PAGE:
top of page
Clouds in the Sky

Our Church

Gunderson Memorial Garden & Columbarium

Our columbarium and gardens were built in 2011. The garden is a beautiful addition to our church grounds, offering a quiet, secure place for reflection. For our members, our columbarium offers a final resting place where loved ones are close by, in the heart of our church community.


Our gardens were enriched in 2012 with the woodworking artistry of Rev. Edmund Train, who created a beautiful mahogany vessel for the presentation of containers of cremains to be used during memorial services in the sanctuary and garden.


Our columbarium is a privilege offered only to members of Winnetka Covenant Church and their immediate family members.

For more information, contact our senior pastor, Peter Hawkinson.

Our Playground

During the summer of 2014, we updated our playground equipment and enhanced our play area for children. Our new enhanced grounds for children include a large lawn area, picnic tables, and a playhouse. 

Screen Shot 2024-01-01 at 12.14.51 AM.png

The Story of Our Stained Glass

There’s a spiritual journey just waiting to be taken when you enter our sanctuary. But it’s not through sermons, songs or scripture. It's art—specifically, the large window of stained glass on the south wall. Just ask Art Nelson, our Pastor Emeritus, who served as Winnetka Covenant’s senior pastor in the early seventies when the stained glass was designed as part of our new sanctuary, dedicated in 1973. The wall didn’t begin as a work of art.


As Pastor Nelson recalls, our church building committee wanted to install a big glass window on the south wall. But members worried that the noise and traffic from nearby Illinois Road might distract worshippers. So they kept brainstorming. Would curtains work? Not practical, they decided.

With all the cars and chaos nearby, could this be an opportunity to create an aesthetic, spiritually-expressive piece of art that protected worshippers from outside distractions, while enhancing the design of the new sanctuary?

The building committee’s vision led them to Conrad Schmidt Studios of Milwaukee, WI, an internationally-acclaimed firm launched in 1889 that specialized in stained and faceted glass. The company’s experience with churches and cathedrals around the U.S. convinced the committee to bring this kind of luminous art to Winnetka.


After touring the company’s studios, church members met a nationally recognized stained glass artist, Helen Hickman, who became the lead designer on the project. “She was an unusually sensitive artist,” recalls Pastor Nelson, “She brought strong professional skills, and deep biblical and theological wisdom.”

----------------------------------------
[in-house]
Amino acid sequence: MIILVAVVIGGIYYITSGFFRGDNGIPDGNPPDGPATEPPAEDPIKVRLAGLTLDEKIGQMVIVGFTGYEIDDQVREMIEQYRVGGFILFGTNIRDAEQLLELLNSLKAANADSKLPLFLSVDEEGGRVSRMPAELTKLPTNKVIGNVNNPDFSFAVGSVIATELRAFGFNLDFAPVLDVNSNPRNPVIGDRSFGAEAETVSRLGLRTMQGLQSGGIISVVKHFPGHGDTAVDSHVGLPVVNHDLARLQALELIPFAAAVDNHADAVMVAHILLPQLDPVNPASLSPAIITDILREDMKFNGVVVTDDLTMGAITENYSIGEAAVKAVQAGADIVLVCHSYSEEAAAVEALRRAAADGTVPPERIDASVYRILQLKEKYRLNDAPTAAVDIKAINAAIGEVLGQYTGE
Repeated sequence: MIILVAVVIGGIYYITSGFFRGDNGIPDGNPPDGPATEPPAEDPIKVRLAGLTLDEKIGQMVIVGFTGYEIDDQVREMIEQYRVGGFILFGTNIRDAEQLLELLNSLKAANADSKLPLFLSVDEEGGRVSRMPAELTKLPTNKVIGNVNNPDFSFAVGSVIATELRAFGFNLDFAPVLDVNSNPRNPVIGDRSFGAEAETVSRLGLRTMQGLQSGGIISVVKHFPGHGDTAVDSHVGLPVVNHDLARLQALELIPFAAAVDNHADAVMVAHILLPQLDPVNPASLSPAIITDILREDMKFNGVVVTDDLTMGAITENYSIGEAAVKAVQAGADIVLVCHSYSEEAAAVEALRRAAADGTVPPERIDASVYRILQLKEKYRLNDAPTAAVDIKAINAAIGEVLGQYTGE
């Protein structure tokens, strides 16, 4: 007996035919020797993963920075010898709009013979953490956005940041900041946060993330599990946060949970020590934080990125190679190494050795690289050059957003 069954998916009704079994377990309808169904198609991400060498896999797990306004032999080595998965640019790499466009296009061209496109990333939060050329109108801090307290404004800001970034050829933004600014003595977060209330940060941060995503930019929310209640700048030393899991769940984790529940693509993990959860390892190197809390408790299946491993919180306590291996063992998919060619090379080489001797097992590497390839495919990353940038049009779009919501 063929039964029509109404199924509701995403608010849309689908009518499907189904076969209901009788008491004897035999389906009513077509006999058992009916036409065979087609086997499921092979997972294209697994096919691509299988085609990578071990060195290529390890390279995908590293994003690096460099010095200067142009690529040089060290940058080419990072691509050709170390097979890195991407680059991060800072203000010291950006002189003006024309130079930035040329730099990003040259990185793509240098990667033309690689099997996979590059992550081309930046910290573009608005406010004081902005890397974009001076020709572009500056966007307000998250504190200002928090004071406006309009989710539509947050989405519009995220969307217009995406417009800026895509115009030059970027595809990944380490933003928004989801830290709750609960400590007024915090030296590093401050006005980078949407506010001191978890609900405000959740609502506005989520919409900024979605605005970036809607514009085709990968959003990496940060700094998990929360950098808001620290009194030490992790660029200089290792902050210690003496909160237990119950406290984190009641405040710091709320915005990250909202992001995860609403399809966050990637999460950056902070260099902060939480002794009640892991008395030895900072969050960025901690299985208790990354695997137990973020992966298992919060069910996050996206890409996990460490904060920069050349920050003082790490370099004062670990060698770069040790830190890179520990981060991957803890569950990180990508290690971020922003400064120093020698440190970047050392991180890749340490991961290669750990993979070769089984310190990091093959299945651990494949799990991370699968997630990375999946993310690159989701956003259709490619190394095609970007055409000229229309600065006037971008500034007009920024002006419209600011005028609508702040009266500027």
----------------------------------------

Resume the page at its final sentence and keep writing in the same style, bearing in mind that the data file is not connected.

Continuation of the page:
Mrs. Hickman plunged in. She spent months learning about our church history and spiritual roots. The piece she crafted is not a traditional, dark stained glass (which joins cut pieces of glass through delicate strips of foil onto a framework of fused metal). Instead, Mrs. Hickman chose a technique called Dalle de Verre, developed in Paris in the 1930s, which means “glass slab.” This approach sets thick, heavy pieces of colored glass in a matrix of concrete and epoxy resin. The look is modern and impressionistic, similar to mosaic, except the glass glows with brilliant, light-filled color.


For our church, Pastor Nelson says, this more contemporary, bold approach helped solve the challenge of distracting sound, sight and light. But it also vividly tells the story of Winnetka Covenant’s pilgrimage as a church because it doesn’t tell people what to see or experience. “Our artist resisted a traditional rendering of doctrinal statement and a dated medium,” he says. In that same way, he adds, our founders built our church so they could freely seek God and follow their own individual spiritual paths, thinking for themselves.

“It reminds us of our own spiritual heritage, and our quest to continually awaken to new experiences of beauty and reflection.”


For anyone wanting to savor and experience this piece of spiritual art, Pastor Nelson suggests this: “As you look at the entire faceted glass window from across the room, let your eye move from the lower right-hand corner toward the left, passing through the many ‘colors’ of your life experience, both bright and subdued, some large, some small, interrupted occasionally by a white cruciform (cross-shaped) glass symbolizing your spiritual journey. Be sure and look for those vertical white crosses because they give you an opportunity to pause and reflect.”


Pastor Nelson adds that the matrix epoxy used in the piece is a lot more weighty and visible than the glass. “That’s the hard stuff that gives it structure,” he says. “Just like God uses the setbacks and challenges in our lives to strengthen our backbone so we can endure life’s ups and downs.


“At the farthest left part of the window,” he notes, “continue moving your eyes left until you’re finally gazing at the center of our sanctuary, where table and pulpit proclaim the heart of our faith, characterized by events that mark moments of both wonderful revelation and decisive challenges. “Like any wonderful piece of art,” he adds, “each person who lives with our stained glass will take an individual journey and let it tell its own story, finding his or her own occasion to offer praise and thanksgiving.”

Click here for a tribute to the artist Helen Hickman.

bottom of page